George Fellows is a native of the Pacific Northwest. He graduated from Yakima High School in 1947, and received a congressional appointment to the U.S. Merchant Marine Academy at Kings Point, N.Y., that same year. He graduated from Kings Point in 1951, receiving a BS degree in Nautical Science, a commission in the U.S. Navy Reserve, and a Coast Guard license to sail as an officer on any steam or motor vessel of unlimited tonnage in any ocean.
He sailed as a deck officer with American Export Lines until late 1952, when he volunteered for active Navy duty during the Korean War. He was assigned to the Special Projects Office of the Military Sea Transportation Service at the New York Port of Embarkation in Brooklyn. The office coordinated military and civilian shipping in support of construction of the Distant Early Warning Radar System (DEW Line) across the northern Canadian border. The DEW Line was designed to detect incoming missiles from the USSR long before the satellite era.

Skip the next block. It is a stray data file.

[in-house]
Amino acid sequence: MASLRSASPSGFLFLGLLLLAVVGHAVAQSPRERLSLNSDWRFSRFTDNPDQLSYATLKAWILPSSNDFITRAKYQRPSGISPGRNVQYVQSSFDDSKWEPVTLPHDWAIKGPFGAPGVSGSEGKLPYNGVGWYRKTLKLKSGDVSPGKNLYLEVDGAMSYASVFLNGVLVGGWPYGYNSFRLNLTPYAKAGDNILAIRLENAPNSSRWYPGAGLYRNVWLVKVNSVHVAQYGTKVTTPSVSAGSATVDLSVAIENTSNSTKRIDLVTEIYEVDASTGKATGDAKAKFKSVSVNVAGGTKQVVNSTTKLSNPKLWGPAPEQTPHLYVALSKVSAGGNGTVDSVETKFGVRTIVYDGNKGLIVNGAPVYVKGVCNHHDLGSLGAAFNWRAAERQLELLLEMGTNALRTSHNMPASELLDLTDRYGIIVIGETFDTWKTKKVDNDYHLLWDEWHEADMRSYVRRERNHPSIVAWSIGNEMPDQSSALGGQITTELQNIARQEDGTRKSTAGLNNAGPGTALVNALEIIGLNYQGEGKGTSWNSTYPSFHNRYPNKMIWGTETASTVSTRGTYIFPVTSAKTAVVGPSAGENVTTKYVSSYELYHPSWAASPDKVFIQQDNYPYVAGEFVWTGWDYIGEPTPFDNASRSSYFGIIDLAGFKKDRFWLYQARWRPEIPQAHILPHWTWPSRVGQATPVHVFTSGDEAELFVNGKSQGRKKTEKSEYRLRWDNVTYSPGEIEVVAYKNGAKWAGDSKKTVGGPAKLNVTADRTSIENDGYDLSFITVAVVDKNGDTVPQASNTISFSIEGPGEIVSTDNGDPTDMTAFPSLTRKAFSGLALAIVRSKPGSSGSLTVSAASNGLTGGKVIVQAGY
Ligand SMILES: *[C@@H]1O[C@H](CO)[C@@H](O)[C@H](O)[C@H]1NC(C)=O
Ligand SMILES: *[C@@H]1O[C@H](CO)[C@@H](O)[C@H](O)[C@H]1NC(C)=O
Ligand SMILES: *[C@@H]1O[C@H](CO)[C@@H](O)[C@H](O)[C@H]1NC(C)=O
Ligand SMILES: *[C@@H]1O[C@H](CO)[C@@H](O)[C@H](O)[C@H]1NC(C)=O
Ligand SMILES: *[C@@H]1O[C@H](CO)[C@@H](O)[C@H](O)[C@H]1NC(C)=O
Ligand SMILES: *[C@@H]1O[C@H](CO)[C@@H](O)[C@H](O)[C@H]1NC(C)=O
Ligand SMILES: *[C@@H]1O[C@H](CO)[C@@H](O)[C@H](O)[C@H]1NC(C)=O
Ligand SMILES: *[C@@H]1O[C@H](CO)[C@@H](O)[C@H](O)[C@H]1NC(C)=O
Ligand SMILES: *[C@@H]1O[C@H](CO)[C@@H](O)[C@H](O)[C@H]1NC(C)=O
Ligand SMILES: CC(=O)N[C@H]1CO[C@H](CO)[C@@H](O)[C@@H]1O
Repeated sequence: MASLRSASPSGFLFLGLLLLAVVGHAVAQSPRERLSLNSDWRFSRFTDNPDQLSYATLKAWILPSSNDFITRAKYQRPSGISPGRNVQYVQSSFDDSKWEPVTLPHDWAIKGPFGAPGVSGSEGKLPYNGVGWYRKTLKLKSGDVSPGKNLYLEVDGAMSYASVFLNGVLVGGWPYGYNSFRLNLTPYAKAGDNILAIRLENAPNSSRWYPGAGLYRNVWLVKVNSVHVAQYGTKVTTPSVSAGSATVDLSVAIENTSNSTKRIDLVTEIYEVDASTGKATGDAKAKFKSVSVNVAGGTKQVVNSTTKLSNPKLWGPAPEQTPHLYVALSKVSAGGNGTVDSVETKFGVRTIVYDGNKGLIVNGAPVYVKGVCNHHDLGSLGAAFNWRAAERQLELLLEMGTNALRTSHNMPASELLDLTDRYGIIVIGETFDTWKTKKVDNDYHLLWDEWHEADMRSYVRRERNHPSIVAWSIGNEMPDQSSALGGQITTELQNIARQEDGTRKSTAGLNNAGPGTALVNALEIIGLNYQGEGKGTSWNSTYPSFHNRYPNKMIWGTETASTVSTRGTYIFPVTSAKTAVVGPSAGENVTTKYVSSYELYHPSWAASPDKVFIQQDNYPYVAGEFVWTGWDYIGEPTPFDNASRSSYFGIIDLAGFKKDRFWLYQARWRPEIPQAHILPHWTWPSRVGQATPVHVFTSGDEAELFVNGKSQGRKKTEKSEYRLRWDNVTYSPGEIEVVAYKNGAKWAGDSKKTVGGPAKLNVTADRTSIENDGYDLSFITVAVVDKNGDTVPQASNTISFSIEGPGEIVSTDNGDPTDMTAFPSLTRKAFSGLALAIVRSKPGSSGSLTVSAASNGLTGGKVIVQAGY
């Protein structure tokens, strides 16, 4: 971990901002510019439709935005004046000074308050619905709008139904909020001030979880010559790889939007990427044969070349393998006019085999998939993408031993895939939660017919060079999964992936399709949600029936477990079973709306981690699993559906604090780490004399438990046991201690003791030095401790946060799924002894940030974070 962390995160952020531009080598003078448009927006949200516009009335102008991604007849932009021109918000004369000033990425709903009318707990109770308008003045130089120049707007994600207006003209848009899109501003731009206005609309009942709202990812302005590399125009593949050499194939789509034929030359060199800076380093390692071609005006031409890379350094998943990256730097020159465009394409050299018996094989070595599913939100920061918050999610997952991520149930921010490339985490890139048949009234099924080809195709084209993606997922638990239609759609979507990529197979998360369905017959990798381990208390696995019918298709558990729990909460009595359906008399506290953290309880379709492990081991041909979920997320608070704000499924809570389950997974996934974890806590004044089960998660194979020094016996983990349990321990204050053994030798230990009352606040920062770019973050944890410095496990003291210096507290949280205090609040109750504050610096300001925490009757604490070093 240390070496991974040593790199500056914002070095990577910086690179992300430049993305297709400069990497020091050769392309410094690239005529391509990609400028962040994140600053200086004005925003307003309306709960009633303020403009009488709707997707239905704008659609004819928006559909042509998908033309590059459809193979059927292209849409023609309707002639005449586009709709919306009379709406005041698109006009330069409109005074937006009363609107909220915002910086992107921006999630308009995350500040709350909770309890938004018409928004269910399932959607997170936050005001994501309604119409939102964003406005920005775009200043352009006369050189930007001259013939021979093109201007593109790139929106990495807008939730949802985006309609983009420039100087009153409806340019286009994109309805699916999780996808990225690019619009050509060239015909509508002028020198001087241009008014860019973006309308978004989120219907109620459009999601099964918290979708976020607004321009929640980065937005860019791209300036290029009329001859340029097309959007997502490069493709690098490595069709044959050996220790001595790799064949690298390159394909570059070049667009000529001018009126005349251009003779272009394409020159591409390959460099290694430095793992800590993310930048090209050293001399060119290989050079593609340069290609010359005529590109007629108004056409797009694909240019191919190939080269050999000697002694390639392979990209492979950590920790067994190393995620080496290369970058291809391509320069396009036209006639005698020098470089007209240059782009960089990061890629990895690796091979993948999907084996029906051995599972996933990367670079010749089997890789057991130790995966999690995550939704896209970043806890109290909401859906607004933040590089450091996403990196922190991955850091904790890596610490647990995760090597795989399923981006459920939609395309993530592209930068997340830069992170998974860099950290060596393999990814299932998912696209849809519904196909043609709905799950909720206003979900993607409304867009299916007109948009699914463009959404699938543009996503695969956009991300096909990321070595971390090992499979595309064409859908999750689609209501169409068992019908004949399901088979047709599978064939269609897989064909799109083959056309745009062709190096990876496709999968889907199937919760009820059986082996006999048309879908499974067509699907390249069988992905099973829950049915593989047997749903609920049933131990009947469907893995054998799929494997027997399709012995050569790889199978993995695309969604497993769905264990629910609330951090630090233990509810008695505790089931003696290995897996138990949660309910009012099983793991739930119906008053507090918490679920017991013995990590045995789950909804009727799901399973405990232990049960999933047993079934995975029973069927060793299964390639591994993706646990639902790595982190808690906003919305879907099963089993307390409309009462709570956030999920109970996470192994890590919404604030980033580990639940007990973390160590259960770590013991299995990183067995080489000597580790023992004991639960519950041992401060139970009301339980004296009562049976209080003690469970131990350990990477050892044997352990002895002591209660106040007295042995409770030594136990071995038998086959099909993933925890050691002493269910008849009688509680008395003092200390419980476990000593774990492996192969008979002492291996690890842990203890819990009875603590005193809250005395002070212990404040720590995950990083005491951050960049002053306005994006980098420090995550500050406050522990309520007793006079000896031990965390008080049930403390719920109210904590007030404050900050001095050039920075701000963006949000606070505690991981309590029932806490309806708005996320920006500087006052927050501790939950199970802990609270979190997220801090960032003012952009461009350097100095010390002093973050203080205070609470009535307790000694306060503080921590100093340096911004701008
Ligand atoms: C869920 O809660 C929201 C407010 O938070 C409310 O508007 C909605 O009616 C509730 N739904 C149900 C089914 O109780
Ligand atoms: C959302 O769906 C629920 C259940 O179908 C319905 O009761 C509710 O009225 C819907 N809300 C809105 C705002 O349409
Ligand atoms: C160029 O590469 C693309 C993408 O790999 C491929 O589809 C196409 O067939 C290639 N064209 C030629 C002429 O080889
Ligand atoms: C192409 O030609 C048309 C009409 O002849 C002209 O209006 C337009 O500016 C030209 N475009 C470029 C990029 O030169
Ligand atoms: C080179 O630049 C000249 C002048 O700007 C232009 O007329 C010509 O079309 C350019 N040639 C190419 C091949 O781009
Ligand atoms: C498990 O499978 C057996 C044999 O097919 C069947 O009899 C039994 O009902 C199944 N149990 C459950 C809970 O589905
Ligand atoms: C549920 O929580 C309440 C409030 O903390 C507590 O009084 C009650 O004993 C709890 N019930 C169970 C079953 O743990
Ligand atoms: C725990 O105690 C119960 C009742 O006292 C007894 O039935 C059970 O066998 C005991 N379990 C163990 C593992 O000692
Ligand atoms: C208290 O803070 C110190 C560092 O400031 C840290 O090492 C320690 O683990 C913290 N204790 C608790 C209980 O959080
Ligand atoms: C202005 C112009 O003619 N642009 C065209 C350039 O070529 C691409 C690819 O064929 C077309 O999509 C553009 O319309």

In 1954, Fellows was released from active duty and accepted employment with a small commercial bank in Seattle. In 1962, FBI Special Agents who were investigating the Adolph Coors kidnap case, recruited him to join the FBI.
Following training in Washington, D.C., and Quantico, Va., he served in offices located in Albuquerque and Roswell, N.M.; New Orleans and Shreveport, La.; Los Angeles; Buffalo, N.Y.; Honolulu; Guam; and San Diego, where he retired in 1983.
Following retirement, Fellows worked as an independent contractor working with the F.B.I., C.I.A., Customs Service, Department of Defense, and Air Force at various periods. He is licensed by the State of California as a private investigator, and holds a private pilot license.
Fellows is a long-term member of the American Legion and of the Society of Former Special Agents of the FBI. George and his wife, Rose, live in Encinitas. They have two children, six grandchildren and four great grandsons.